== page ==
Syrian state media reports dozens of families have begun to leave the besieged north-western city of Aleppo.
According to Sana news agency, some rebel fighters have surrendered to government forces.
Syrian President Bashar al-Assad has offered an amnesty for any rebels surrendering within three months.
The purported developments came two days after Russia, an ally of Assad, announced four exit corridors were to be opened for both fighters and civilians.
The Syrian Observatory for Human Rights also reported “a number” of local residents had left the east of the city via a passage in the Salaheddin neighbourhood.
An estimated 300,000 people are trapped in the rebel-controlled eastern side of the city. The United Nations says food is forecast to run out by the middle of August.
Sana says those who have left have been taken to temporary shelters.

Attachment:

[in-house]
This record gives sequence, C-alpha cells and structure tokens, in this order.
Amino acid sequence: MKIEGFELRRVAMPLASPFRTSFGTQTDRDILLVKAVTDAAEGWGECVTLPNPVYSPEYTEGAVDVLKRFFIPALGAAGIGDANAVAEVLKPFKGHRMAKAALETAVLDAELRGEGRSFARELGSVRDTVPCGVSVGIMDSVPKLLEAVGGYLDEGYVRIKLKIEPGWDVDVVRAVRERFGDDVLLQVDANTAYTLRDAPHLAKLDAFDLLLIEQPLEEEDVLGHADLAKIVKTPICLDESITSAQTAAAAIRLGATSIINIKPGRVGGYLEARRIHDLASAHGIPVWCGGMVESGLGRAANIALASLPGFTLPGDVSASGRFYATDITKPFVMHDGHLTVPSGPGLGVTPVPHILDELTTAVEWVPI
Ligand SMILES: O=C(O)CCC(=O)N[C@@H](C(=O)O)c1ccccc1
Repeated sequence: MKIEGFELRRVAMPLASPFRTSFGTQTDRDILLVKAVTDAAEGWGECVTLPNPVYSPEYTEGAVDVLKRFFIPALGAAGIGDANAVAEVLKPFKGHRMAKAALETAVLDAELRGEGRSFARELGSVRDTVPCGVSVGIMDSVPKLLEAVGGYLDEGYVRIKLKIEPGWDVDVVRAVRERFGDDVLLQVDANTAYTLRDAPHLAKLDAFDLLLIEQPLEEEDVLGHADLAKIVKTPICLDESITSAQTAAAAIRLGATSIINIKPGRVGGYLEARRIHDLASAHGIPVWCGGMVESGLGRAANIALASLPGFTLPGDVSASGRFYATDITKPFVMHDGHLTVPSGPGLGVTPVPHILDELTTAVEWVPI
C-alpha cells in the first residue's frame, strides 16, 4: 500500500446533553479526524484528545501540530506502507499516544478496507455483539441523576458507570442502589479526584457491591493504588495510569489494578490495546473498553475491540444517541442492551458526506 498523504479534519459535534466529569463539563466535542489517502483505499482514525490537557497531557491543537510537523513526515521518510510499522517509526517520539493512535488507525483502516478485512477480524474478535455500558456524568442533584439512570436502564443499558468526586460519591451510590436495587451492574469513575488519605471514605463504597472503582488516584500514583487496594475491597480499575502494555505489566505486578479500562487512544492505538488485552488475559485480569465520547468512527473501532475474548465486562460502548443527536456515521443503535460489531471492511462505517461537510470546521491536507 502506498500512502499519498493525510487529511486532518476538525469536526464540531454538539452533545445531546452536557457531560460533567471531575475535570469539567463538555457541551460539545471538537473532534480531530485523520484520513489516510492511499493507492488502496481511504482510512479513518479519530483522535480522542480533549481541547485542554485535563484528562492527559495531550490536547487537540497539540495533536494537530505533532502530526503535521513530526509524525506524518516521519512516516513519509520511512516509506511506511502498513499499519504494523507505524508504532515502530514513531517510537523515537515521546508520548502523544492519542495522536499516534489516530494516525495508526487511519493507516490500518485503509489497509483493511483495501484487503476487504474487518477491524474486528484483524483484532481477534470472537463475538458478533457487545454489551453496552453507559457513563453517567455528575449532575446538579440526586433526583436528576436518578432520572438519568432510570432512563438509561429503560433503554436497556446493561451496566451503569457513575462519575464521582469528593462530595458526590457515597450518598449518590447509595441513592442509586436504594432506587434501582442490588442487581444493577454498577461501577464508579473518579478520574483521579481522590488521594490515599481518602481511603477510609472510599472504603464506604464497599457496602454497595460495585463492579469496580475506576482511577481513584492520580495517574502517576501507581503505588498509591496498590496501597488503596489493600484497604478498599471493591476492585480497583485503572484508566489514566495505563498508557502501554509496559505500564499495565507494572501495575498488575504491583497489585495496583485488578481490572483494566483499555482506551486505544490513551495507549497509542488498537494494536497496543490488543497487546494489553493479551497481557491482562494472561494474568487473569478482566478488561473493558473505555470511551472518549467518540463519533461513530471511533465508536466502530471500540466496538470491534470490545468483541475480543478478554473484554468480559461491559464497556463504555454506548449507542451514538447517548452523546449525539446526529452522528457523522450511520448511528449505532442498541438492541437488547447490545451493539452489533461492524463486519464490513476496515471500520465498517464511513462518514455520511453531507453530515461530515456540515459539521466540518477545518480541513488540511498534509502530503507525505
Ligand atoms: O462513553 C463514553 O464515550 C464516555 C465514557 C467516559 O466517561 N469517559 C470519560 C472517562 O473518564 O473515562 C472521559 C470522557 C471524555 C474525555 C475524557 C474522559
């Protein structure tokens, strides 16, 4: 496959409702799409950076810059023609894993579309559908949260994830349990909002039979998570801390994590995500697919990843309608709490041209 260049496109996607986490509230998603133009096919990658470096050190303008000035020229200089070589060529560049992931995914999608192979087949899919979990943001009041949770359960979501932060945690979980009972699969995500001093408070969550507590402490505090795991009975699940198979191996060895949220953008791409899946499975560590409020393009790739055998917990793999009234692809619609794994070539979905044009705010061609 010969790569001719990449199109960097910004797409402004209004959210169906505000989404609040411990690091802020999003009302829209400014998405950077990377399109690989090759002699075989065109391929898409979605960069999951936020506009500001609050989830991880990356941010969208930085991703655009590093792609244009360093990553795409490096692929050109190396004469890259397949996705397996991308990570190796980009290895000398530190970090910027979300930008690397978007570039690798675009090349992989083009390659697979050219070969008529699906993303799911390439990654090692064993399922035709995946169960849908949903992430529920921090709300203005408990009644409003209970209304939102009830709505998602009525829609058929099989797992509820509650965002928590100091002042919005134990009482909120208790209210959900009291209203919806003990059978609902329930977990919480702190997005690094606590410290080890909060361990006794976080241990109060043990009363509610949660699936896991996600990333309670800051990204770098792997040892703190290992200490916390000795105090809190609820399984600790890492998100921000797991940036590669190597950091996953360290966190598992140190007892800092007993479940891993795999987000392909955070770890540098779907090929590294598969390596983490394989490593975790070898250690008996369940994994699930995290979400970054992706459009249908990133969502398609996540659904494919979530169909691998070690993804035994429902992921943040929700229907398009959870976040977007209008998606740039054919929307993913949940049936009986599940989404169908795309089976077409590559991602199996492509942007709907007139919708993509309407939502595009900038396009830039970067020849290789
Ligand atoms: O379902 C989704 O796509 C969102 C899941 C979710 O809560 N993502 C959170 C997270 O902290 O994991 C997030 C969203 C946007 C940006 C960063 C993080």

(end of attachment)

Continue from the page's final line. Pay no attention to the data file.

“We left with whichever of our children remained,” said one woman. “May God punish the rebels. They did not allow us to leave, they deprived us of gas, water, electricity and bread. We were not allowed to leave. There were no medicines. They used to tell us you live with us or die with us. We were fleeing like rabbits. We were scared of them because if they noticed they would have killed us.”
Another woman also expressed anger:
“We suffered a lot because of those dogs who have no shame. They were unjust to us and to our children. We left under the protection of the army.”
The United Nations, United States and certain aid agencies have been guarded in their responses.
The UN has requested a 48-hour ceasefire in Syria’s five-year civil war to allow people to leave safely. It also wants to manage the exit corridors.
Meanwhile, the US has suggested the plan is a strategy to force civilians to leave and rebels to surrender. Secretary of State John Kerry said if this proved to be the case, it could rupture US-Russian cooperation in the country.
The Syrian opposition claims the passageways are part of a government plan to recapture the whole of Aleppo.